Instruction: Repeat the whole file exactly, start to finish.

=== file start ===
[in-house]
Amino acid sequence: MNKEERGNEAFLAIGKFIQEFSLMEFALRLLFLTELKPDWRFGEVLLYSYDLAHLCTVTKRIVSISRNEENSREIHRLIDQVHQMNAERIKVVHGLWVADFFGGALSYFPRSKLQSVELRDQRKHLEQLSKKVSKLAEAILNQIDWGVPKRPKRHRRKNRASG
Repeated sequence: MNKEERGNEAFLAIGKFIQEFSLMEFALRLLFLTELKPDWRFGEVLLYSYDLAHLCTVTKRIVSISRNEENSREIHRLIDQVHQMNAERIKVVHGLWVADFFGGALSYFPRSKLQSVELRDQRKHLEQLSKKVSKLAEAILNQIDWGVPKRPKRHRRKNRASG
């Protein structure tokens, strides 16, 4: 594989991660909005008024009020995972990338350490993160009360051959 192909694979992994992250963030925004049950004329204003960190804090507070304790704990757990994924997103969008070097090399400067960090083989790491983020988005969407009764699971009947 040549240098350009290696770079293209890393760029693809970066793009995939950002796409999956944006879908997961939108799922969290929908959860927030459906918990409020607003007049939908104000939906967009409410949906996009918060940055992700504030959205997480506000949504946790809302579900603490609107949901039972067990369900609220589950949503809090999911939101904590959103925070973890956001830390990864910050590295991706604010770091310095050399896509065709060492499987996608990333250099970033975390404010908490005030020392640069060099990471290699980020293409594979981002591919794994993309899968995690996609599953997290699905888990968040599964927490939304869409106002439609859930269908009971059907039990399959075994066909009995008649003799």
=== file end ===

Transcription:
[in-house]
Amino acid sequence: MNKEERGNEAFLAIGKFIQEFSLMEFALRLLFLTELKPDWRFGEVLLYSYDLAHLCTVTKRIVSISRNEENSREIHRLIDQVHQMNAERIKVVHGLWVADFFGGALSYFPRSKLQSVELRDQRKHLEQLSKKVSKLAEAILNQIDWGVPKRPKRHRRKNRASG
Repeated sequence: MNKEERGNEAFLAIGKFIQEFSLMEFALRLLFLTELKPDWRFGEVLLYSYDLAHLCTVTKRIVSISRNEENSREIHRLIDQVHQMNAERIKVVHGLWVADFFGGALSYFPRSKLQSVELRDQRKHLEQLSKKVSKLAEAILNQIDWGVPKRPKRHRRKNRASG
């Protein structure tokens, strides 16, 4: 594989991660909005008024009020995972990338350490993160009360051959 192909694979992994992250963030925004049950004329204003960190804090507070304790704990757990994924997103969008070097090399400067960090083989790491983020988005969407009764699971009947 040549240098350009290696770079293209890393760029693809970066793009995939950002796409999956944006879908997961939108799922969290929908959860927030459906918990409020607003007049939908104000939906967009409410949906996009918060940055992700504030959205997480506000949504946790809302579900603490609107949901039972067990369900609220589950949503809090999911939101904590959103925070973890956001830390990864910050590295991706604010770091310095050399896509065709060492499987996608990333250099970033975390404010908490005030020392640069060099990471290699980020293409594979981002591919794994993309899968995690996609599953997290699905888990968040599964927490939304869409106002439609859930269908009971059907039990399959075994066909009995008649003799």